Photo by Daria Nepriakhina
At some point in our lives, we all face rejection—whether in love, a job we really wanted but didn’t get, or that time we ran for student government president and lost. We tend to pull back for a while and lick our wounds.
But for writers, rejection may be constant, especially if they are sending out query letters. The odds are against you from the beginning—some agents only take on two to five new clients a year, yet receive tens of thousands of queries a year.
No one is immune from this. There are many stories of well-known authors querying hundreds of agents and publishers. Sara Gruen, author of the best-selling Water for Elephants, sent out 129 query letters for an earlier novel, Riding Lessons. This novel was no slouch either—it went on to sell several hundred thousand copies. Kathryn Stockett received 60 rejections for The Help, which went on to become a best seller and a movie. Mary Higgins Clarks, a bestselling author of more than 50 novels, was rejected 40 times, with one publisher saying, “Your story is light, slight, and trite.”
Stephen King’s first novel, Carrie, was rejected 30 times (I bet those agents and publishers are kicking themselves now). Even J.K. Rowling has famously published rejection letters she got as Robert Galbraith, her alter ego. One of the letters even recommended she take writing classes! I could go on and on; there are dozens of other examples.
If you are going through the querying process, don’t feel alone. Here are five pieces of advice for those battling rejection after rejection:
1. Don’t give up too soon. Nora Roberts, who has now published more than 130 novels, submitted manuscripts for over a year. New York Times bestselling author James Lee Burke, who has 37 books published, was rejected 111 times over nine years when he queried with The Lost Get-Back Boogie. When it was finally published by Louisiana State University Press in 1986, it was nominated for a Pulitzer Prize.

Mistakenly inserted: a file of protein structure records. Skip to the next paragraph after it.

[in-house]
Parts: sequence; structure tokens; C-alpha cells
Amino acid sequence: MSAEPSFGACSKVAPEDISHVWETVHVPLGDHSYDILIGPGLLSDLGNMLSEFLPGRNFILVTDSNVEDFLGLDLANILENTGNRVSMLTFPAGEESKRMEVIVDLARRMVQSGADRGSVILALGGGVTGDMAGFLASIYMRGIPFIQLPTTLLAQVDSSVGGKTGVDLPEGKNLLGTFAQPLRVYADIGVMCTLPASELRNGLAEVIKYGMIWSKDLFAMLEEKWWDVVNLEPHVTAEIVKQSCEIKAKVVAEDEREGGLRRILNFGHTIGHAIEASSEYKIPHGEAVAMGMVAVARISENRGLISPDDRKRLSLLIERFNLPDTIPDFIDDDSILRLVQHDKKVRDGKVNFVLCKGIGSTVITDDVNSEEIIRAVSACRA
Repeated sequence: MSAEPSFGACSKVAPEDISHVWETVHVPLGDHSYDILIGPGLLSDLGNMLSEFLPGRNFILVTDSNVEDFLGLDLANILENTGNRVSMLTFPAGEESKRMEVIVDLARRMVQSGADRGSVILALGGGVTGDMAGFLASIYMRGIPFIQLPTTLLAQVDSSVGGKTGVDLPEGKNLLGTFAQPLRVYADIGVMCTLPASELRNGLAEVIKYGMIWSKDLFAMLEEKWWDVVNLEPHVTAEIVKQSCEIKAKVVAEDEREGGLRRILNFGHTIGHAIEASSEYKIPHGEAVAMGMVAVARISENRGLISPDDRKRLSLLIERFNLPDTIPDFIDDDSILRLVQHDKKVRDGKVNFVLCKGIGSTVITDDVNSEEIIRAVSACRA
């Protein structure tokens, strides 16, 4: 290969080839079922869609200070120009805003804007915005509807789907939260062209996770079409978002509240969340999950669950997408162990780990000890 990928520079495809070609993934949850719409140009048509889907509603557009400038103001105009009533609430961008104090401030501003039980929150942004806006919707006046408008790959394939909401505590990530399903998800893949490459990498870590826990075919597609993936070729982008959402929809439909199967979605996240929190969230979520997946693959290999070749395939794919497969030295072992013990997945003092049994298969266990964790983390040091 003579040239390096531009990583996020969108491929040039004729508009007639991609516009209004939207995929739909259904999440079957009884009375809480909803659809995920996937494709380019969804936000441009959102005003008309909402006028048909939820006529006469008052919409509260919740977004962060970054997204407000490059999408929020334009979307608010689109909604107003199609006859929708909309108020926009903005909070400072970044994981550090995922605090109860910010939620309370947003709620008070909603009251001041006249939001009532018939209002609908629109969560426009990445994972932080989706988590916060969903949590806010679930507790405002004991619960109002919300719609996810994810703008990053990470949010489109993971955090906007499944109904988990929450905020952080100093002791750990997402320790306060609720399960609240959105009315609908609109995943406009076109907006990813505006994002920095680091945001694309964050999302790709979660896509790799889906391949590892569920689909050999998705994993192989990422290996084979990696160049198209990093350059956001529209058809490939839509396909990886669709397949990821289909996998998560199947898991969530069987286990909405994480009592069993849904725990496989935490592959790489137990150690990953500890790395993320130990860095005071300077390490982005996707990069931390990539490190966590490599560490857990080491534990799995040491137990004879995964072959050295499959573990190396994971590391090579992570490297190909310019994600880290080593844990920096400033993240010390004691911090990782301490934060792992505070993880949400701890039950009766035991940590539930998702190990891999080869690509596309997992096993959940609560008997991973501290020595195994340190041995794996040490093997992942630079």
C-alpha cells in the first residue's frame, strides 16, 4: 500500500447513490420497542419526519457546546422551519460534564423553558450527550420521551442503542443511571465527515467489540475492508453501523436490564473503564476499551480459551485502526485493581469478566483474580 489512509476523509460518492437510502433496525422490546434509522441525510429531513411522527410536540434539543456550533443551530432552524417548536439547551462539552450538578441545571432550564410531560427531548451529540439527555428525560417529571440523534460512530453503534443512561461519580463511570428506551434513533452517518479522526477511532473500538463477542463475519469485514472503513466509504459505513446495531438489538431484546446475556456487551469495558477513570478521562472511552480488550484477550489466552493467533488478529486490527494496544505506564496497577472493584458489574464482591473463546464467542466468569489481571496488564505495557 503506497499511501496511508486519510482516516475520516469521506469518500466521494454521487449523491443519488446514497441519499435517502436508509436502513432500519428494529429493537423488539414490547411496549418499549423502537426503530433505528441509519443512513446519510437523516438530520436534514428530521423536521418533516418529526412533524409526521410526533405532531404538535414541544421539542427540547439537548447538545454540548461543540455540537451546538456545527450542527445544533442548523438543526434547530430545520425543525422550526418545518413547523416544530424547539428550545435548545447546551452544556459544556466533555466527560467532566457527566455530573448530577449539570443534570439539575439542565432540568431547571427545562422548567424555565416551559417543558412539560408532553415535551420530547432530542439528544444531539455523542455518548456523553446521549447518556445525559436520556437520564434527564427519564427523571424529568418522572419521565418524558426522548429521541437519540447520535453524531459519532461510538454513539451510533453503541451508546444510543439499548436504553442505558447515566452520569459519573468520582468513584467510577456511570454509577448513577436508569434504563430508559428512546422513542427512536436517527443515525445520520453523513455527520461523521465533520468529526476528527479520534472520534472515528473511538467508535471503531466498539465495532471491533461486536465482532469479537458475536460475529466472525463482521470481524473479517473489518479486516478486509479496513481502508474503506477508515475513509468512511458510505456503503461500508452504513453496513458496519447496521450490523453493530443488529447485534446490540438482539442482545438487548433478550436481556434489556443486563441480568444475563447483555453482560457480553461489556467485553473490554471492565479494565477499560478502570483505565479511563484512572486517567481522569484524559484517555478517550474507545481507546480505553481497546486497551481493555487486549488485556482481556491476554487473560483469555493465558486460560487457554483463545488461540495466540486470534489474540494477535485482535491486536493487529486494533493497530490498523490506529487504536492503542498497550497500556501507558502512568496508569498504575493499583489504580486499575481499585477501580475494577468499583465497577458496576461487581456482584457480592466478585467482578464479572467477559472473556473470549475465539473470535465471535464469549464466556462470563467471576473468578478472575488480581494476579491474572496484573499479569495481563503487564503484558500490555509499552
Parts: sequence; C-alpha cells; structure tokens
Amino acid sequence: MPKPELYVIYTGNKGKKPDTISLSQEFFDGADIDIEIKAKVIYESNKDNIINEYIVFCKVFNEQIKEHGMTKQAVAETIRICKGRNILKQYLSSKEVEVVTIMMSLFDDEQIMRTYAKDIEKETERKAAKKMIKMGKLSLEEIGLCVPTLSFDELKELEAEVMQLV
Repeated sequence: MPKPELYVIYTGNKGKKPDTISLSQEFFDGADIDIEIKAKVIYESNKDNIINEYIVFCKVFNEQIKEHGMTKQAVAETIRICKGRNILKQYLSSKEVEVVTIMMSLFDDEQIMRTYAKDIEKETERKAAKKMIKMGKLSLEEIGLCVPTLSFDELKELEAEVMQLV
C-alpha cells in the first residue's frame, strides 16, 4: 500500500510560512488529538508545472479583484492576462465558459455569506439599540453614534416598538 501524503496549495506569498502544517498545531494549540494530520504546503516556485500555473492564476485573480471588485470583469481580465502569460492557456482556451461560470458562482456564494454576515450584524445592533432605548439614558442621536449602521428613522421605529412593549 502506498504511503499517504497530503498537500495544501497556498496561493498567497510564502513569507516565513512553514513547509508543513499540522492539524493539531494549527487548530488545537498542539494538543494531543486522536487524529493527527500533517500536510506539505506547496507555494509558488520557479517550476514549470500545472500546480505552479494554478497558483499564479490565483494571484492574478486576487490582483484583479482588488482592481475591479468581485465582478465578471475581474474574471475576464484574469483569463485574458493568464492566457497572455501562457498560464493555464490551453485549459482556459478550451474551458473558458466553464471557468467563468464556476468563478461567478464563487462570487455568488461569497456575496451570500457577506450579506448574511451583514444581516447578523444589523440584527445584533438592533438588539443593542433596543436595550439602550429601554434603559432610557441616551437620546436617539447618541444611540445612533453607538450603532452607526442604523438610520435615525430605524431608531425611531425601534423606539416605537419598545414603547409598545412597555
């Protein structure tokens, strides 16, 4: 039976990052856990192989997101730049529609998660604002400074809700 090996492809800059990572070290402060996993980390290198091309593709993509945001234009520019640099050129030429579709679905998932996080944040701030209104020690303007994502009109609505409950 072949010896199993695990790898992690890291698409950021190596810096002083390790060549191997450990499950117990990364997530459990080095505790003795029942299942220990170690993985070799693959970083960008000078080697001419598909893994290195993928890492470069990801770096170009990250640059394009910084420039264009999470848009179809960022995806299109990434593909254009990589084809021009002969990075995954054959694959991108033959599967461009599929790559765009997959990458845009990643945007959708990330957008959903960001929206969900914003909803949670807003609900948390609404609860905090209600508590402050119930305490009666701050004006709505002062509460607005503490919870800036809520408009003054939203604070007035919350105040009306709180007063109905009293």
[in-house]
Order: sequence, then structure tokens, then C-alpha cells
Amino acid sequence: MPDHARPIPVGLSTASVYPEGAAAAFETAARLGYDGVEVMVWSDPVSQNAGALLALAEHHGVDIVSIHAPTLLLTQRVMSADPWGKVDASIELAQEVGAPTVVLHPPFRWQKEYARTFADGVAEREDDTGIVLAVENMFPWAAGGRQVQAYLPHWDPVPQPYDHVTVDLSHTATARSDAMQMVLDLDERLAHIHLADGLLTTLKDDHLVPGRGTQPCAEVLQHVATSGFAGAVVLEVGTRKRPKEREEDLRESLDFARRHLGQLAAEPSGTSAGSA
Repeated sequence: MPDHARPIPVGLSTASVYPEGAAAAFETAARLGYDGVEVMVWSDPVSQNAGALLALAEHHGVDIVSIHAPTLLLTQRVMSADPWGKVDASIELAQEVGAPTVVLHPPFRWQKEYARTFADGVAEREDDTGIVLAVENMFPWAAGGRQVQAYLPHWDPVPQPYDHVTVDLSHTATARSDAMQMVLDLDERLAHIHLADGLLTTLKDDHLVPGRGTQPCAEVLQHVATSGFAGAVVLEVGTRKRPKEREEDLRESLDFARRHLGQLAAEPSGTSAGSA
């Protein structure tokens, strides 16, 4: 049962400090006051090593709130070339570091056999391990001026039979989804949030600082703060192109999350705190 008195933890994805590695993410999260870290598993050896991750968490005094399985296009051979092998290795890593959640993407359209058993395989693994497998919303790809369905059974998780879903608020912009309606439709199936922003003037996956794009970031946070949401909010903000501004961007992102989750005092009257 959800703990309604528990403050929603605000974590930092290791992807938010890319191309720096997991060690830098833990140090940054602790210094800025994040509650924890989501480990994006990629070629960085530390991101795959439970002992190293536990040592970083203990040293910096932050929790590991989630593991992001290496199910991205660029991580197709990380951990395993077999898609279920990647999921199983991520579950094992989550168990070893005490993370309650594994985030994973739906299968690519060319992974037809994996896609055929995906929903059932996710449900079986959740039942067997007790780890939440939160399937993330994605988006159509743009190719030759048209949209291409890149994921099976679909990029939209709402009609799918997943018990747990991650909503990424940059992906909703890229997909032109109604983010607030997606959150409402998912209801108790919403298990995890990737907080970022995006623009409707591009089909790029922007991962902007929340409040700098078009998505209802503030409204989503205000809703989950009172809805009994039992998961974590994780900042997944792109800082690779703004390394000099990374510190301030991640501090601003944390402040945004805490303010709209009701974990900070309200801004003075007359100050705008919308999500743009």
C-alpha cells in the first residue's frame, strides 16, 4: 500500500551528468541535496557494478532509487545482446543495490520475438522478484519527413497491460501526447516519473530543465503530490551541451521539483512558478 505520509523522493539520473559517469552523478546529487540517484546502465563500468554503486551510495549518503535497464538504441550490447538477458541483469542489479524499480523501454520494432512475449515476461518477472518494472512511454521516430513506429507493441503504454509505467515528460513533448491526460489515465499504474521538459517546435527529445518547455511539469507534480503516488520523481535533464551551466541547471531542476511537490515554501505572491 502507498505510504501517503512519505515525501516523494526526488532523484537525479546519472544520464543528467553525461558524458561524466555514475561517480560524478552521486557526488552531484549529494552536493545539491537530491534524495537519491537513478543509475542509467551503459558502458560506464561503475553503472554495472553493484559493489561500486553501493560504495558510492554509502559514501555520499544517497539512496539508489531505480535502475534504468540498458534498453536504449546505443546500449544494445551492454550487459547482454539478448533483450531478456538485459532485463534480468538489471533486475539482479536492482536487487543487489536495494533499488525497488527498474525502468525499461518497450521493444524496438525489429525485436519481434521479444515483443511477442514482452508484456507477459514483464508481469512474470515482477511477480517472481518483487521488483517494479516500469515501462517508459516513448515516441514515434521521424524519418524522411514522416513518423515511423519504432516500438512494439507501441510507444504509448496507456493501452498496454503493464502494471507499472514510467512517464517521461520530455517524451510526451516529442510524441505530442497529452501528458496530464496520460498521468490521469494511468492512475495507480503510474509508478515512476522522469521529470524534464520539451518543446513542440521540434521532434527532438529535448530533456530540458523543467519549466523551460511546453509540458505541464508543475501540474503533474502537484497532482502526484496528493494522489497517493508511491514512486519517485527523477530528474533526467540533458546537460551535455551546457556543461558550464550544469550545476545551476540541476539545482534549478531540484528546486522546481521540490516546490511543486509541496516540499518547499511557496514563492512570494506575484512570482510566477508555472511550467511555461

2. Follow the rules. If the word count for your genre is from 60,000 to 80,000, don’t send in a 180,000-word manuscript. Agents will automatically assume you can’t write tight or don’t want to cut your darlings. And a debut novelist is not likely to have such a behemoth of a novel published. It’s costly for publishers to put out big books—they don’t have an unlimited budget, so the big bucks are going to the Stephen Kings of the world (and even King advises to cut your darlings).
3. Carefully craft your query. There are plenty of examples of good queries out there (Writer’s Digest has many of them). Study them carefully. There’s a formula for queries for good reason—because agents want to know certain things. They want to know the genre, the word count, what the book is about (briefly), and who you are. They also want to hear your “voice.”
4. Learn from the rejections. If you aren’t getting requests for partial or full manuscripts, ask yourself some hard questions—or have beta readers or an editor look at your manuscript, if you haven’t already. If there’s a theme running throughout those rejection letters, then it’s time to revise the manuscript.
5. Finally, move on to the next agent. Mary Feliz, author of the Maggie McDonald Mysteries, said it best: “It’s important to celebrate every request you get for additional chapters or a full manuscript. Those are great accomplishments. But it’s a mistake to invest too much time, emotion, or angst in each one. Celebrate, follow up, move on. It’s like dating. It’s okay for you to contact them to follow up [if you get a request for more chapters and haven’t heard back after a few weeks], but if they don’t respond, they’re just not that into you.”
For more on queries, see my book, Publishing for Beginners: What First-Time Authors Need to Know (free if you sign up for my newsletter).
Lourdes Venard is a freelance editor and copyediting instructor.